Revised MVD Road Test Includes Changes to Increase Driver Safety, Knowledge

The Arizona Department of Transportation (ADOT) revealed Tuesday that new changes would be coming to the Motor Vehicle Division (MVD) road test this week to improve new driver knowledge and safety awareness.

“These changes are intended to provide a consistent experience at any of the MVD offices or authorized third-party locations across Arizona,” said Mike Cryderman, MVD field operations administrator. “This new process continues our vision to become the safest, most reliable transportation system in the country.”

The Arizona Sun Times reached out to the Phoenix Police Department for a comment on the changes, but no opinion was given.

Starting Thursday, potential new drivers arriving at a local MVD will have extra tests to complete before hitting the road. An instructor will now ask the driver to present the registration and insurance of their vehicle. ADOT said this is an attempt to ensure that new drivers realize what these important documents are and where they are placed in the vehicle.

From here, test-takers must perform a safety inspection on their vehicle. This includes tire condition, turn signals, and a clean interior. Cars that do not meet MVD standards will have to reschedule the test.

Another new step in the test is a “customer basic safety knowledge test,” which requires drivers to demonstrate an ability to use vehicle features such as the emergency brake, hazard lights, and high beams.

If drivers pass these initial segments of the test, they will embark with an instructor on the driving portion, which can last roughly 20 minutes.

As reported by ABC 15 in March, some in Arizona wanted to see other aspects of Arizona driver’s licenses changed. Exclusive to Arizona, once someone gets a license, there is no renewal requirement for decades until the age of 65. Holly Thompson, a local Lyft driver, told the outlet that she sees people of all ages driving as if they do not know the rules of the land and that people should be retested more frequently to keep streets safe.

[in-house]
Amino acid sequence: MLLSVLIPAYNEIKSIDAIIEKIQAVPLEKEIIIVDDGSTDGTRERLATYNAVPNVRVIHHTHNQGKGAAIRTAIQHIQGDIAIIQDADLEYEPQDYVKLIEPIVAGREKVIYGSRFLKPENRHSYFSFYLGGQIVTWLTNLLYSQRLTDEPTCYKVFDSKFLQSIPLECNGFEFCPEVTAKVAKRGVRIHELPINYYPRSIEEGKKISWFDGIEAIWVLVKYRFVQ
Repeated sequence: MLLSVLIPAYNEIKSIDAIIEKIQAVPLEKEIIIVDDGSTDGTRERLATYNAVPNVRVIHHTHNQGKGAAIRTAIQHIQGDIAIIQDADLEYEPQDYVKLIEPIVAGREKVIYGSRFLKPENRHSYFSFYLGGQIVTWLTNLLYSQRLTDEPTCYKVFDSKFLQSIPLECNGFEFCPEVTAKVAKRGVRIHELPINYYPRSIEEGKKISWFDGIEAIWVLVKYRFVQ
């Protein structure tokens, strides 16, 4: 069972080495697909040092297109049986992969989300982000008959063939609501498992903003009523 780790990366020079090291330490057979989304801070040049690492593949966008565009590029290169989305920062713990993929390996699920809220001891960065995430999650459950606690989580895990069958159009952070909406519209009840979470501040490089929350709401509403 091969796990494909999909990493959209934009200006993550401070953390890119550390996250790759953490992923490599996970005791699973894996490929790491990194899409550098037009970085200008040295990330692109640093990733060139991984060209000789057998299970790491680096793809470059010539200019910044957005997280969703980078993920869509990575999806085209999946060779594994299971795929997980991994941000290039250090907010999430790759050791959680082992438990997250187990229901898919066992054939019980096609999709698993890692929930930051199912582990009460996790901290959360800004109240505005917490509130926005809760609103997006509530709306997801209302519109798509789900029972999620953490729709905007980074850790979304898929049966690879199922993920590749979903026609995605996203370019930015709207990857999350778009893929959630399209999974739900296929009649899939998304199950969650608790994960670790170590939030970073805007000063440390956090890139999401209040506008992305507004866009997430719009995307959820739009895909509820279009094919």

As reported by The Sun Times, ADOT provided information stating that fatal car crashes in 2021 rose to a 15-year high for the state. The report revealed that 1,180 traffic fatalities occurred during the year, most of which were caused by speeding, not wearing a seat belt, reckless driving, and impairment from alcohol and illegal drugs.

A recent crash report provided by the Arizona Department of Public Safety involved a school bus containing 22 people. The crash occurred in August on eastbound I-40 near Sanders. A previous collision blocking the road was causing traffic to slow in the area, but a commercial tractor-trailer driver failed to stop for traffic and collided with the back of the school bus. The force of the impact shoved the bus into a passenger van. One of the passengers, a 17-year-old female, died at the scene, and several more were injured.

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Neil Jones is a reporter for The Arizona Sun Times and The Star News Network. Follow Neil on Twitter. Email tips to [email protected].
Photo “Arizona Department of Transportation” by Arizona Department of Transportation.


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